Intricacies of a Borderless World – Part IV

In March and November 2019 and November 2020, under the title of “Intricacies of a Borderless World”, I have shared how the world has become more interconnected as a result of globalisation, using how the wave of alternative business structures (“ABSs”) swept across the legal community around the world as an example of how it is difficult, if not impossible, to insulate the changes made in one jurisdiction from affecting others.  

Particularly with Hong Kong, as an international legal service hub, the legal profession maintains close connection and frequent interaction with providers around the world. 85 registered foreign firms from 22 overseas jurisdictions have established a presence in Hong Kong.  Changes in the structure of overseas legal service providers are bound to impact Hong Kong. We have been keeping a close watch on the development of ABSs in other jurisdictions.  

To recap, an ABS is a type of law firm, which enables lawyers and non-lawyers to share the management and control of a business, which provides reserved legal, and other services, to the public, as well as allowing 100 percent external (that is non-lawyer) investment and ownership of law firms. 

As a sequel to the three earlier articles, this article shares further development on ABSs.  

In general, the US prohibitions in legal practice designed to preserve professional independence of lawyers are similar to those in Hong Kong. The American Bar Association Model Rule of Professional Conduct 5.4 prohibits a lawyer or law firm from sharing legal fees with a non-lawyer, forming a partnership with a nonlawyer (if any of the activities of the partnership consist of the practice of law), and practising in a business structure in which a non-lawyer owns any interest in the business or serves as a corporate director or officer. Model Rule 5.4 or its close equivalent has been adopted in nearly every U.S. jurisdiction until recently. As reported in my earlier article,  Arizona, the District of Columbia, and Utah have modified their own jurisdiction’s Rule 5.4 to permit business structures that allow non-lawyer ownership of law firms and the sharing of legal fees with non-lawyers. Incidentally, the Supreme Court in Utah has recently extended the regulatory sandbox programme, which I explained earlier, from the initial two-year period to seven years. The California State Bar Board of Trustees has likewise voted to initiate a temporary regulatory sandbox to explore non-lawyer law firm investment and ownership.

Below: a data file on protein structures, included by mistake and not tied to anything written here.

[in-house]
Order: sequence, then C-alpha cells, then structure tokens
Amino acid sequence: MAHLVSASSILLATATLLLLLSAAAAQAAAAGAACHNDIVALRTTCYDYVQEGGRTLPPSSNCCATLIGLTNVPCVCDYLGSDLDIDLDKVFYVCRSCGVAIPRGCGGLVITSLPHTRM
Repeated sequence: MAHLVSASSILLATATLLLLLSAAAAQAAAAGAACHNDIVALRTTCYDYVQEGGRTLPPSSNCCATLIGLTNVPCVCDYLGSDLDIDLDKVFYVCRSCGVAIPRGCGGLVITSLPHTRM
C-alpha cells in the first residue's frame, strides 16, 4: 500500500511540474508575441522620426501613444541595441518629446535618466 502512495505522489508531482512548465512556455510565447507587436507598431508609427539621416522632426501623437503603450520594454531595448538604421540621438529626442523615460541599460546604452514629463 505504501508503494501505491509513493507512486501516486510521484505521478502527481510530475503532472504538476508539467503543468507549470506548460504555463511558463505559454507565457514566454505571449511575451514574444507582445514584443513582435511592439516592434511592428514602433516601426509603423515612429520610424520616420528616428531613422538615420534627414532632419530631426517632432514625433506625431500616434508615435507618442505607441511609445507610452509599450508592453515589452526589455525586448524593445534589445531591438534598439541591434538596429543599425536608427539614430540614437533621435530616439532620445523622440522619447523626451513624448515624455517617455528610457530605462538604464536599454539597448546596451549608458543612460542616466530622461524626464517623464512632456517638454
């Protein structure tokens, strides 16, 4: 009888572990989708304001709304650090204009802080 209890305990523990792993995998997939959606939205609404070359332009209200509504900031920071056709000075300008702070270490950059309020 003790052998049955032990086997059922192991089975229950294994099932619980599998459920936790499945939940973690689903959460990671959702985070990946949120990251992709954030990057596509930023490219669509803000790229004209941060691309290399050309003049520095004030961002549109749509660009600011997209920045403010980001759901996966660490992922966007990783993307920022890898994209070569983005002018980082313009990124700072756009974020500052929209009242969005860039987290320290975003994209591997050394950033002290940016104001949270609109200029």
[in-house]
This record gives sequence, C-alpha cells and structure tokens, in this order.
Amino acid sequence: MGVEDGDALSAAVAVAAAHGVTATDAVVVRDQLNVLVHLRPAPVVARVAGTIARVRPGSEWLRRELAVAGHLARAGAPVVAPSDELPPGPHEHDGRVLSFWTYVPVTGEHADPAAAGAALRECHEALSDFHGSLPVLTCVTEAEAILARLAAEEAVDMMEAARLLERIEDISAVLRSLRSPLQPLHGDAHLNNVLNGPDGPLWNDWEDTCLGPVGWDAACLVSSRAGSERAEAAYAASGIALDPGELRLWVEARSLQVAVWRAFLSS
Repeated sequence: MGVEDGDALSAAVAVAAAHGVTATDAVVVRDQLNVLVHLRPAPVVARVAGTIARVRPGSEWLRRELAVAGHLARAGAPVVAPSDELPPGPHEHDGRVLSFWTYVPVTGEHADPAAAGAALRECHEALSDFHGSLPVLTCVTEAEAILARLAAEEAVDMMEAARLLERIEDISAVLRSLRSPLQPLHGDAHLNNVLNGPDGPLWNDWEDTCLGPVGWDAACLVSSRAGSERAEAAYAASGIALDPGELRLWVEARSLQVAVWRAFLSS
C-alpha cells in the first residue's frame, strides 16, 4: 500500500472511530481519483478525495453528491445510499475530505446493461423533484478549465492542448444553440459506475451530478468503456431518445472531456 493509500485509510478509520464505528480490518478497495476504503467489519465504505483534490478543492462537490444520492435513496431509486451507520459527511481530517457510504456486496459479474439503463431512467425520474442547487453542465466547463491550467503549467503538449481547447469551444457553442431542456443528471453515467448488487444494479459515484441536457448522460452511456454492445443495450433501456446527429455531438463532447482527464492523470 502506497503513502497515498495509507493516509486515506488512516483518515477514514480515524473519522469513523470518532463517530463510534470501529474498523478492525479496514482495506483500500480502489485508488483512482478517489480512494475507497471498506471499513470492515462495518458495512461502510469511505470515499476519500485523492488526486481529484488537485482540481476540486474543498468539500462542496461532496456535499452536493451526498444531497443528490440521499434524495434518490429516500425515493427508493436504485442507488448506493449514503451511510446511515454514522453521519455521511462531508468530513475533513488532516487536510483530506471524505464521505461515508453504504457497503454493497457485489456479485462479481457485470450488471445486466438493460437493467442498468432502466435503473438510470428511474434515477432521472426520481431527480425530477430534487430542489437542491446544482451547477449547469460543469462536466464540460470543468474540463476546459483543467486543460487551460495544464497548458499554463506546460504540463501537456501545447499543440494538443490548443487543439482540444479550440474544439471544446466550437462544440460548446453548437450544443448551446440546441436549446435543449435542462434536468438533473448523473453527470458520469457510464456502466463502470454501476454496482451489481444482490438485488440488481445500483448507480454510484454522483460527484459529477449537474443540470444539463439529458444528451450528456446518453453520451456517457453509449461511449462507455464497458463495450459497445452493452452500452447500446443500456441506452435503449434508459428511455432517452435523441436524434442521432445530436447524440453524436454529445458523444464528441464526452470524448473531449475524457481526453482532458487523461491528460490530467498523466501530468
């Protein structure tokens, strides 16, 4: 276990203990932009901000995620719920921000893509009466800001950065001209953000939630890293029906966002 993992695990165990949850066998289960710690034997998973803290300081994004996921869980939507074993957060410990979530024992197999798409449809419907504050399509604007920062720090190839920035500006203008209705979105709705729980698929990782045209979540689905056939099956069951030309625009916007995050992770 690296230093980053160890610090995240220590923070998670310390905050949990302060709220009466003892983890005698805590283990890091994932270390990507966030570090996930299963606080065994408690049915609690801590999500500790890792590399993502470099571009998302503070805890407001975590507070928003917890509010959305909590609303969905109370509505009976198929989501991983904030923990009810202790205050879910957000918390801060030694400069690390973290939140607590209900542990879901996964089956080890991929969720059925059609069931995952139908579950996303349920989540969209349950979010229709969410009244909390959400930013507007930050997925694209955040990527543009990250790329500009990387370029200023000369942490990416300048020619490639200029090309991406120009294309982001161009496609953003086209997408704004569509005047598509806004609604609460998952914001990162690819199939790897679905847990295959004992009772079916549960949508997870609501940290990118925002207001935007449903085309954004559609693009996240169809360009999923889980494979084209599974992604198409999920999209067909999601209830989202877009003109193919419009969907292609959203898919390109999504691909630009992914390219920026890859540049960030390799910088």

A number of other US States are actively considering the pros and cons of ABSs. In Illinois, a joint task force of the Chicago Bar Association and Bar Foundation recommended in September 2020 that the court launch a committee to study the benefits and potential harms of eliminating the prohibition on non-lawyer investment in law firms.